We are living in a collectivist age. Individual people are increasingly lost in the mass of news media, the anonymity of social media, the crowd of progressive movements, and among ‘the people.’ It is an age of totalizing politics, where the messianic state must act as saviour to the public from cradle to grave. God’s image-bearers are viewed merely as abstractions, known only by group identities and the degree to which, as a class, they feel oppressed or victimized by ‘the majority.’ There is a grand leveling underway: the democratization of human beings as mere variables in an equation or cogs in a machine; and the spiritual uprooting of the individual before the living God. This levelling has shattered family, community, social and national life. A sense of individual accountability to God and personal responsibility for oneself and others has largely dissipated. Western civilization has emphatically broken up, its religious unity shredded, whilst neo-pagan ideologies have risen. The younger generation is rudderless, confused, and tempted to despair. Little wonder, since for much of their lives our young people have been treated like laboratory animals in an ideological sexual-social experiment.
Ours has become a tragi-comic era. Tragic because we are decaying, comic because we persist in our decadence. Many of the outward forms of Christendom remain, but they have been evacuated of their meaning, denuded of their significance. Royals still rule, Commons and Lords still legislate, Justices still judge, Bishops still teach – tragic because their offices were once great and noble; comic because, in open war against Christ, they continue without real majesty, authority or substance. They are hollow men and appear more and more as pantomime.
It is into this moment, the end of an epoch, that Christians are called to preach, teach, and lead to give shape to the future. The only hope for renewal in Western society consists in religious confrontation again with the Absolute in Jesus Christ. Strange as it may seem, this moment of chaos and uncertainty presents us with a remarkable opportunity for the gospel of the kingdom, bringing life, godly order, peace, and hope. As such, Christian leaders today must be missionaries with evangelistic zeal, apologetic acumen, and pastoral concern. We must live in the Word and be empowered by the Spirit.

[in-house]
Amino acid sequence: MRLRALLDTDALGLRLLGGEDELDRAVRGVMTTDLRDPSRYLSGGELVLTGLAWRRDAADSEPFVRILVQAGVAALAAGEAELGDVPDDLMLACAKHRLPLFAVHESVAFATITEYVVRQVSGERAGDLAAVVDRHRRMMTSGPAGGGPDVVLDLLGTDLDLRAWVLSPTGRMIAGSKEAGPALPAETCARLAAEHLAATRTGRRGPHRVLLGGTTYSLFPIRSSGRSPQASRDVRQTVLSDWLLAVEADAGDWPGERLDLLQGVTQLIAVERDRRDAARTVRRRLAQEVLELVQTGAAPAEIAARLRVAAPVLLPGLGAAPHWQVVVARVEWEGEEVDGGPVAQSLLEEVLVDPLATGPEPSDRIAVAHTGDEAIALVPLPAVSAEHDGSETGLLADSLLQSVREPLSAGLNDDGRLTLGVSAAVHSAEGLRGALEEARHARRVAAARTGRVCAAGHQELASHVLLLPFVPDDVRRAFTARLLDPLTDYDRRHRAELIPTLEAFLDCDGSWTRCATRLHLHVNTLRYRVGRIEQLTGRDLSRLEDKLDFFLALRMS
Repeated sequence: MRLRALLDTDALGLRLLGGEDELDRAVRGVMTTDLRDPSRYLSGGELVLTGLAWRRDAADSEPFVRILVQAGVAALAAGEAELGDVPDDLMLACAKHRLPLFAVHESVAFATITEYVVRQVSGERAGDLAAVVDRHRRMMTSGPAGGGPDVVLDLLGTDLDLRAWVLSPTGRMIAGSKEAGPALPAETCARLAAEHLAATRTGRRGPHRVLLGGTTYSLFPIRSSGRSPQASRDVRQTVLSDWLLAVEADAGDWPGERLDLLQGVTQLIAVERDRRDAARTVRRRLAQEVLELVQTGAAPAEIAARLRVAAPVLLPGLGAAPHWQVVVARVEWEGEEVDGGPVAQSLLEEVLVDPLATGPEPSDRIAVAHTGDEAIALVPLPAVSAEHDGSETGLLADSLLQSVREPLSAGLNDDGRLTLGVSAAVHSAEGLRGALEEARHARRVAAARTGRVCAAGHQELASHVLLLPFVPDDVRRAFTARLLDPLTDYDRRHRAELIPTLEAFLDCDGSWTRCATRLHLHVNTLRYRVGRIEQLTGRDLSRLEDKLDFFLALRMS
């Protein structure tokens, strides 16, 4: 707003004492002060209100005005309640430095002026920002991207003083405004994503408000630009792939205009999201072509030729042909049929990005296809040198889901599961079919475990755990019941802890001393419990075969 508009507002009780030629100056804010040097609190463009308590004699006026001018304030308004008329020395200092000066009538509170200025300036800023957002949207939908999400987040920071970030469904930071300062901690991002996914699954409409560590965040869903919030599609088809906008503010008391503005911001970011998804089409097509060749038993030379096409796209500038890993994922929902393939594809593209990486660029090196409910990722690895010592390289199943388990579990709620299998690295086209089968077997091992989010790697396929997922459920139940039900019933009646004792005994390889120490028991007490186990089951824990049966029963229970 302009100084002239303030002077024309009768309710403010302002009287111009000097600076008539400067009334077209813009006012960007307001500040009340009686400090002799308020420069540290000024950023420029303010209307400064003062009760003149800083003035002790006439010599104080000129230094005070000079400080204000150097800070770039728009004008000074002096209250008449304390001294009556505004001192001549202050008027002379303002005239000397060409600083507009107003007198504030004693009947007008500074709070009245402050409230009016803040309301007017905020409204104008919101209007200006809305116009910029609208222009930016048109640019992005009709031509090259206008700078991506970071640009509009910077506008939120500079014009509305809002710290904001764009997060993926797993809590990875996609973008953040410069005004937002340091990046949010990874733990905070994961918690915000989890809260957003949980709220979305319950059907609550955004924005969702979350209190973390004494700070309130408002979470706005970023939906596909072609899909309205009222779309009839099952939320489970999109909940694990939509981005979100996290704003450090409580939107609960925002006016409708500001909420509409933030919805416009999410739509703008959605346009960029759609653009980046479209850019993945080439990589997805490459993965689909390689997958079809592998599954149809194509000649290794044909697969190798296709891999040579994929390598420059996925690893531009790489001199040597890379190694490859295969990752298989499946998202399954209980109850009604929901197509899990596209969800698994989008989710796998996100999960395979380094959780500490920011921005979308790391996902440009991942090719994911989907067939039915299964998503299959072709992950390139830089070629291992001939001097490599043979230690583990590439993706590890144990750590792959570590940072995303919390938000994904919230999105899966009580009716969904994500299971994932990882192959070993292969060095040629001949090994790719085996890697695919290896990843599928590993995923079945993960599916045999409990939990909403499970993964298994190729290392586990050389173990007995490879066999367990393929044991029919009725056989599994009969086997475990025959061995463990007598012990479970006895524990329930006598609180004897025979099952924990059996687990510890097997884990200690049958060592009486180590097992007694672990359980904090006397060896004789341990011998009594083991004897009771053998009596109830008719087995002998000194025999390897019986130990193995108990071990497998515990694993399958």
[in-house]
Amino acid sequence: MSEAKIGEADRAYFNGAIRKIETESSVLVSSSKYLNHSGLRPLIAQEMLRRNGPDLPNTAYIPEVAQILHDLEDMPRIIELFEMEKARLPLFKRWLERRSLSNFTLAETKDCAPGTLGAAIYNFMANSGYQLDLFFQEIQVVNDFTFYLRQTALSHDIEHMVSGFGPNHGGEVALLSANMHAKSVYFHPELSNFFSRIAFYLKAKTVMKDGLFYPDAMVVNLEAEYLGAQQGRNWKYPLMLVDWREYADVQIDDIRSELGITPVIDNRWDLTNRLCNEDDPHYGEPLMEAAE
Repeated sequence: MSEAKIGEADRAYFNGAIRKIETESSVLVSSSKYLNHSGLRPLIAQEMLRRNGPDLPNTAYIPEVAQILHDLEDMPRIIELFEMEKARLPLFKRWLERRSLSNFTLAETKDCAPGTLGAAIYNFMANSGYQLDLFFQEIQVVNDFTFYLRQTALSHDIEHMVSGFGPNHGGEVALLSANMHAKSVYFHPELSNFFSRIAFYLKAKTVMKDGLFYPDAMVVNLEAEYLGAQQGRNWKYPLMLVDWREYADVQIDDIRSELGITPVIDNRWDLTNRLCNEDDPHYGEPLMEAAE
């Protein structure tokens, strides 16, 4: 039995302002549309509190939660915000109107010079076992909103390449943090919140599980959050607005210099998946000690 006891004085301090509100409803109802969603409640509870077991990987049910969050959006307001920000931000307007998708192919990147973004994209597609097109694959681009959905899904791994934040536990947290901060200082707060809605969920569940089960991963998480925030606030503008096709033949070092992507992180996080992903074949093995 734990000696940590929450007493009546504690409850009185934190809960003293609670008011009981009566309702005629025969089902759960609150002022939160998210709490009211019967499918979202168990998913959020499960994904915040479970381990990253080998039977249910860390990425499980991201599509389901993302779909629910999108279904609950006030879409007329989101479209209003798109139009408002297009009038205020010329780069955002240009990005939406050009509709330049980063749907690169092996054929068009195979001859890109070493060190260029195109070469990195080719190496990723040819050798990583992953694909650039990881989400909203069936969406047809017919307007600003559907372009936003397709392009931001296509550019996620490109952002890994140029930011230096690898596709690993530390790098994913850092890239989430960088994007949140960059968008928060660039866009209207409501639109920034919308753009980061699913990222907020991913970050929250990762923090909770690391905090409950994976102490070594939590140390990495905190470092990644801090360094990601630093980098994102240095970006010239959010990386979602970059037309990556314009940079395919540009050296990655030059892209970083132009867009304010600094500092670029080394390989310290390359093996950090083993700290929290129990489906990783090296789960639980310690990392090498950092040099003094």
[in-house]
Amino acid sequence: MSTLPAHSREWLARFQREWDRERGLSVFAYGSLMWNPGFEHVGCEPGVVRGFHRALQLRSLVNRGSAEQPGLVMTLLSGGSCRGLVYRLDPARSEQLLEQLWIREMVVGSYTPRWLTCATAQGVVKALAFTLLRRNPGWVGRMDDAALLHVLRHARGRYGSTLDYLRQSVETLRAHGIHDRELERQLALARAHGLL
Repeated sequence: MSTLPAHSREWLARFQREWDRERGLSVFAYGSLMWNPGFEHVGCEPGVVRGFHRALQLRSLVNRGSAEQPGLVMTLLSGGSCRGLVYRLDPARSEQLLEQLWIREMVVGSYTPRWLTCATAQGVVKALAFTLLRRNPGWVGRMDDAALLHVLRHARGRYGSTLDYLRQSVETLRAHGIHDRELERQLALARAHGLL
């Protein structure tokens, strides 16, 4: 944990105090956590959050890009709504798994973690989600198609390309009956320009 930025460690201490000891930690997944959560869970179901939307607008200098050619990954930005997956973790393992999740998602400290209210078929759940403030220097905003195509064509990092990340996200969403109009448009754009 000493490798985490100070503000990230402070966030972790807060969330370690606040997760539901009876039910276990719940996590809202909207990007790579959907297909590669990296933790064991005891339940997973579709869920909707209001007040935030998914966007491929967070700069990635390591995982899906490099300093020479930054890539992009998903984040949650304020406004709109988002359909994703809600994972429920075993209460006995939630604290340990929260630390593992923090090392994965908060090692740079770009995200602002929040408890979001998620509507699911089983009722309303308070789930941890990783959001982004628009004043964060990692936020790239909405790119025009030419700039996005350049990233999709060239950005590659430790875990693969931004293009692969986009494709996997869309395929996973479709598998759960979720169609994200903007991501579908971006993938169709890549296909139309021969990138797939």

Perhaps the greatest mistake the Western pulpit has made over the last century in the face of the radical, secularising demand for autonomy, has been to try and remove the offense of the gospel rather than emphasize it. This is a disaster because the offense of the gospel is the great testament to its truthfulness. It is the least calculated of all claims to flatter the human ego as all other religions do (because they are man-made). It marks the confrontation of the Absolute in Jesus Christ with individual sinful human beings and so there is no escaping its offense.
Creation in and through the Son – revealing the responsibility and accountability of man’s creatureliness – offends human scientism. The Fall of man and its universal, all-pervasive consequences, offends our corrupted sense of fairness and justice. The Incarnation, as the Great Paradox – the divine becoming human; the eternal, temporal; the exalted, lowly; the all-powerful, weak and helpless – offends not only man’s logic, but his ideal of culture, glory and honour. The cross of Christ, as the fulcrum of history and only means of redemption from sin and death through repentance and faith, deeply offends man’s idea of himself as a cosmic victim and his self-righteous notion of his own virtue. Moreover, it is thought a supreme folly that such a shameful defeat could be construed as victory. The resurrection offends man’s view of history as something determined by man and governed by his expectations as a closed system. And the radical call of discipleship to take up your cross and follow Christ is an egregious offense against man’s perceived autonomy and self-will.